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Mila Koumpilova, St. Paul Pioneer Press, Published December 25 2012

A century on Selby

ST. PAUL - Men in three-piece suits and insignia-covered cardigans sped on the ice, wielding brooms and trailing smoke from the cigars between their teeth.

The sleeves of their floor-length gowns tucked in vintage muffs, women stood by, clapped and snapped the occasional digital camera photo. Young boys cheered and tossed fedoras and top hats into the air.

The St. Paul Curling Club traveled back in time Sunday to mark a century in its Selby Avenue home. Members revisited the early days when cigars and scotch were fixtures on the ice, and female curlers were decades away from stepping onto it.

Over the years, fluctuating membership and financial woes have threatened the club’s existence. But amid a recent surge in the sport’s popularity, the club is in a comfortable spot to celebrate its past. With about 1,200 members, it is the nation’s largest.

“The club is as strong as it’s ever been right now,” said Tim McMahon, a member and one of the authors of a new book charting the club’s history. “It’s overflowing.”

A precursor of today’s St. Paul Curling Club started back in 1888, when games took place on the frozen Mississippi River near Raspberry Island. That earlier club shrank and folded in the early 20th century. Then, two smaller local clubs came together to form the St. Paul Curling Club’s reincarnation in 1912.

They moved into a new clubhouse on Selby Avenue, which would come to host national and international standoffs. Before the advent of artificial ice to the clubhouse in the late 1930s, Winnipeg teams would get on a train to St. Paul, knowing full well uncooperative weather could defeat the trek’s purpose.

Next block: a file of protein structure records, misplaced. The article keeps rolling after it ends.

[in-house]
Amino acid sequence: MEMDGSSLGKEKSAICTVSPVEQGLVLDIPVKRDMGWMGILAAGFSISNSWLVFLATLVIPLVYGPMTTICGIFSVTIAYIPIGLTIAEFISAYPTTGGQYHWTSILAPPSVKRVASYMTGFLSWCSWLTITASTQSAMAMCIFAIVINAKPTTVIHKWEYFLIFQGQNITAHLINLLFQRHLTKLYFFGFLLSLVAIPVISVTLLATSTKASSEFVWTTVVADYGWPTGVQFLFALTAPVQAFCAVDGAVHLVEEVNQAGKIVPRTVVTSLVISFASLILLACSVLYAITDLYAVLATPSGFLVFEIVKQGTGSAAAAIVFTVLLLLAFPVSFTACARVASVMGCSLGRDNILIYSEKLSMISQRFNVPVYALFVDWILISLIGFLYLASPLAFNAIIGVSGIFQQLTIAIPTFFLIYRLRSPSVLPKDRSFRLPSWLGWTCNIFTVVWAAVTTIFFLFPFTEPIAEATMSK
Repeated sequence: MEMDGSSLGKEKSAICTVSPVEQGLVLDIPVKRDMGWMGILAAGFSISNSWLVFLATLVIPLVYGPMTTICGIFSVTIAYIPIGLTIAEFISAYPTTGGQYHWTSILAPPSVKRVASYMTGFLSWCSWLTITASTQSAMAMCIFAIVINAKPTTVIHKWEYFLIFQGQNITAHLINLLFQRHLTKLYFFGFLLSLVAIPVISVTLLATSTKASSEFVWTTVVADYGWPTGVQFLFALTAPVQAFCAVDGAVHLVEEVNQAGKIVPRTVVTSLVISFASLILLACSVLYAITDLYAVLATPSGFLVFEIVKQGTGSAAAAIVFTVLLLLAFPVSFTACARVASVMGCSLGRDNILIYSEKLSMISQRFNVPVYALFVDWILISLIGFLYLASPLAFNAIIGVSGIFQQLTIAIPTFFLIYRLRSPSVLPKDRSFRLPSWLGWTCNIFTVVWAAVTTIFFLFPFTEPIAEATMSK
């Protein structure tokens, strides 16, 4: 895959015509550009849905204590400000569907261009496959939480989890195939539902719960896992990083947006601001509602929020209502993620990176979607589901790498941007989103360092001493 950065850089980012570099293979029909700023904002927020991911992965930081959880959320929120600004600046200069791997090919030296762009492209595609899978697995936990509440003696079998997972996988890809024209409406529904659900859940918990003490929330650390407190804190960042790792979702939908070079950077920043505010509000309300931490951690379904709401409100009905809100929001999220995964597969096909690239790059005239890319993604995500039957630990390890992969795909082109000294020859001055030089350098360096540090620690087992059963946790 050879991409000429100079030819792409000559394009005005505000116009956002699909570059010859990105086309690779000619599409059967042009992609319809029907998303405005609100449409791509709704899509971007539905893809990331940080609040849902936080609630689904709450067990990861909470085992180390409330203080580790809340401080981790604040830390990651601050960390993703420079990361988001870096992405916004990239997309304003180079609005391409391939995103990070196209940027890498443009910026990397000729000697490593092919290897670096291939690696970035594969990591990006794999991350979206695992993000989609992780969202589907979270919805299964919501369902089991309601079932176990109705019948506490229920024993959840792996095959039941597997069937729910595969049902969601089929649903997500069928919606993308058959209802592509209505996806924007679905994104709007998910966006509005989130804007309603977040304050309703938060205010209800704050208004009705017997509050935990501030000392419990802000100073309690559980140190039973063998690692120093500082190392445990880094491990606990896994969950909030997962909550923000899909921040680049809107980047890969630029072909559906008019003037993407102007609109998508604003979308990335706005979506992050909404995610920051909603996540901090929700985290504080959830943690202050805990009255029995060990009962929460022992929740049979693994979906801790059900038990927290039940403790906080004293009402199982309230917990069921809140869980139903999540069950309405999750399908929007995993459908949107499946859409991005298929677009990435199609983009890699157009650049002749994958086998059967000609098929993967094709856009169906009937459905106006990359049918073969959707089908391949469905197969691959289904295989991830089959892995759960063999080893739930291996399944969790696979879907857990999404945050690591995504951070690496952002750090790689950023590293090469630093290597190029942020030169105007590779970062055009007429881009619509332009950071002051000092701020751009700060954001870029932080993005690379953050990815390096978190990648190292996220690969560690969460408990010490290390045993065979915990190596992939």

Paula Arnold, at 85 the club’s oldest curler today, and 15 other women kicked off the first women’s season in the early 1950s. For years before that, they would watch their husbands play from the cozy, wood-paneled upstairs lounge.

When the neighborhood around the clubhouse turned rougher in the 1960s, members debated whisking the club out to the suburbs. Instead, they stuck around.

“There aren’t too many 100-year-old organizations that are still in the building they grew out of,” said Greg Walsh, the club’s president.

A recent spike in the sport’s popularity has boosted the St. Paul club’s ranks, even as four other curling clubs sprung up in the Twin Cities area, McMahon said. On the ice, players slide polished granite stones, or “rocks,” toward a target while teammates sweep in front of the stones to hurry them along.

Curling became a medal sport at the 1998 Winter Olympics, and St. Paul membership has gotten a jolt after each competition since. Two club members, John Benton and Allison Pottinger, played on the United States teams in the 2010 Vancouver games.

So when the club’s 100th anniversary loomed, members agreed they should mark it in a big way.

A plan to document the history of the club got a boost with a discovery in the club’s attic: boxes full of old photos, Pioneer Press articles from a time when the paper had a designated curling beat reporter, board minutes, brochures, rosters and more.

“A 100-year-old building has a lot of hiding places,” said Walsh, who also contributed to the richly illustrated coffee table book titled “100 Roaring Years on Selby Avenue: The St. Paul Curling Club.”

A kickoff party in early October brought 600 people to St. Paul’s Crowne Plaza. In January, the club will host a weeklong tournament, or “bonspiel.” Almost a hundred teams have signed up, including one from Scotland, considered the birthplace of curling.

And then, there was Sunday’s re-enactment of the first game played in the Selby clubhouse. The all-male teams sported old-fashioned brooms instead of today’s more practical squeegee-like ones.

“It’s just grand,” said Arnold, who commended the event’s faithful take on history. “Some of the stories get distorted over the years, but they came pretty close.”

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